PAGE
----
By Marc Kovac
Lawmakers plan to return to the Statehouse next week to vote on long-discussed pension reforms for public employees.
Rep. Kirk Schuring, R-Canton and chairman of the House subcommittee that has had hearings in recent weeks on the legislation, said he expects the panel and the full House Health and Aging Committee to sign off on the proposals on Monday with a floor vote by midweek.
“Right now, we seem to be on the path towards House approval on the 12th [Wednesday],” Schuring told reporters following Wednesday’s subcommittee meeting at the Statehouse. “The Senate is working on possibly coming in on the 12th as well.”
The bills would change benefits for retirees connected to the Ohio Police and Fire Pension Fund, the School Employees Retirement System, the State Teachers Retirement System, the Ohio Public Employees Retirement System and the Highway Patrol Retirement System.
The legislation includes a number of changes to eligibility, cost-of-living increases and other retirement benefits in a way that generally allows those closer to retirement to be covered under existing guidelines and those farther away receiving potentially reduced benefits.
“This is really something we’re doing from an actuarial standpoint where we’re trying to save money for the systems through reducing pension benefits ... and then paying down the unfunded liability and taking part of it to bolster the health-care insurance fund as well,” Schuring said.
Representatives from each of the pension systems have told Schuring’s subcommittee that they supported amendments added so far in the House.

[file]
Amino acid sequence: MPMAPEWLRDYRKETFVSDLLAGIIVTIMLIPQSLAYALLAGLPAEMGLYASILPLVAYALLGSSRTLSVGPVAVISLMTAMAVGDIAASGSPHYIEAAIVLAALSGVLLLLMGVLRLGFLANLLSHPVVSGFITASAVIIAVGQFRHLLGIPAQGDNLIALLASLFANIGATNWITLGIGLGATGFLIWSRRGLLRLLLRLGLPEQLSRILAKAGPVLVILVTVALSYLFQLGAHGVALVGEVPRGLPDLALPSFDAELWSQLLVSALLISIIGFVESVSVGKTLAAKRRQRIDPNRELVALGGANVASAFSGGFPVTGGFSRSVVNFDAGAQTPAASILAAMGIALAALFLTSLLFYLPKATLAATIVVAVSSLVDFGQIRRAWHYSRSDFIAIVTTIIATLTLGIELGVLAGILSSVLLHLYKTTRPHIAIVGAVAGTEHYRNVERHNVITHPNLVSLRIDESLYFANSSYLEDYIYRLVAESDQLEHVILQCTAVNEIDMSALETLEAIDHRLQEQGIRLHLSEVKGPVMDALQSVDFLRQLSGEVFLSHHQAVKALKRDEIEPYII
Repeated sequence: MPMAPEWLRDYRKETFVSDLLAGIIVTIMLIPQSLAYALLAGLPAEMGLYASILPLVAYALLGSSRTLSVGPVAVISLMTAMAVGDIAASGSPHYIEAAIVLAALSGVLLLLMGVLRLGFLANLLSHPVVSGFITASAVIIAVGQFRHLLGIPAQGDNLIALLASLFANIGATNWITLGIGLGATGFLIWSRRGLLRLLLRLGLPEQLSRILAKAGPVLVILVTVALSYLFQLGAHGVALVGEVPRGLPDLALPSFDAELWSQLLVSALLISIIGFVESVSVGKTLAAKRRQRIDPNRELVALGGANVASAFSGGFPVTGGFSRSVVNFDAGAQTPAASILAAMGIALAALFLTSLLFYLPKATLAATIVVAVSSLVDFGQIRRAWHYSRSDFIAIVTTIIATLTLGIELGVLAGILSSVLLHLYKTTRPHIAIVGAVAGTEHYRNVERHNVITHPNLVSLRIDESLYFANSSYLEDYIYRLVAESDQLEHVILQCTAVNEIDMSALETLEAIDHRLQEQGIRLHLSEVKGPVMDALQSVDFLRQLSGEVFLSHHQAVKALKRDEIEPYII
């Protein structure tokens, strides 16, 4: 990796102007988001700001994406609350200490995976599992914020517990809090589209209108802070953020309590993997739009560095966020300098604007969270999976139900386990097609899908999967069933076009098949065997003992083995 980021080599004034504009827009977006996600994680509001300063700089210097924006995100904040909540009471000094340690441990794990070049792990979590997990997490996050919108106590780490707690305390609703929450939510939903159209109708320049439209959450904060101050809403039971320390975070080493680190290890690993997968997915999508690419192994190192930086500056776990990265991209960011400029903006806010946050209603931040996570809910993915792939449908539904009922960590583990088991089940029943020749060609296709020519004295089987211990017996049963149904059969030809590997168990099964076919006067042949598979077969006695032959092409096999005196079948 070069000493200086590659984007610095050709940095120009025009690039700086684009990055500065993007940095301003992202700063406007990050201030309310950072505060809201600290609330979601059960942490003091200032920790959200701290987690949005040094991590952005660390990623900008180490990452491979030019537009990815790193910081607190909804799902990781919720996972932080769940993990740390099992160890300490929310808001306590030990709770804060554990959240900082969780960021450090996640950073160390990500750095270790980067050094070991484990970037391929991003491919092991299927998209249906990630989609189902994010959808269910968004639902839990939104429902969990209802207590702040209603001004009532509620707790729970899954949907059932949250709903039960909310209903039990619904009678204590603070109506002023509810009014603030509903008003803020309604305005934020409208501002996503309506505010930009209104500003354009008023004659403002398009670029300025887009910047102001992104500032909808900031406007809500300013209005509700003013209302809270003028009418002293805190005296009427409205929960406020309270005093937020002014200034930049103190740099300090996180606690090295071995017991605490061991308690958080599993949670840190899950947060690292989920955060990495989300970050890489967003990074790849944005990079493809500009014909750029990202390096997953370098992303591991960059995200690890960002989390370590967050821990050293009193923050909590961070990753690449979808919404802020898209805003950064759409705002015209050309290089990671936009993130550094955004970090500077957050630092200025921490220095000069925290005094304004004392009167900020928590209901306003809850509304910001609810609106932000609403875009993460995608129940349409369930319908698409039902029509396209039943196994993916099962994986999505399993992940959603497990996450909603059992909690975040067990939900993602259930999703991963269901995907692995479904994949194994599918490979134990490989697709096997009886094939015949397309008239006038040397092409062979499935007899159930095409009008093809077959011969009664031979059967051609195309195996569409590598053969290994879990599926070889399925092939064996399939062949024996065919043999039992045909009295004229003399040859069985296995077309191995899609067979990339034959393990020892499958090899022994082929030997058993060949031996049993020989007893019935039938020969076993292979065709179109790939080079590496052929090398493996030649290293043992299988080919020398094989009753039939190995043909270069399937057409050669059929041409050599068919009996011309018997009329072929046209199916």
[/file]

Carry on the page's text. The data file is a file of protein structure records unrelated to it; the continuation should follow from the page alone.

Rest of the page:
Laurel Johnson, government relations officer for the School Employees Retirement System of Ohio, said the amendments offered “no substantial changes” from the Senate version of the legislation, adding, “We are confident that our member and retiree advocacy groups are supportive of the substitute bill.”
Michael Nehf, executive director of the State Teachers Retirement System of Ohio, said the changes would save the system more than $11.6 billion in accrued liabilities.
“The plan increases age and service requirements for retirement; calculates pensions on a lower, fixed formula; increases the period for determining final average salary; increases member contributions to the system; reduces the cost-of-living adjustment; defers the COLA for future retirees; and calls for no COLA to be added in fiscal year 2014,” he said.
Schuring said, as the bills are currently written, the effective date of the legislation would be Jan. 7, giving the systems time to prepare and affected retirees to understand the changes.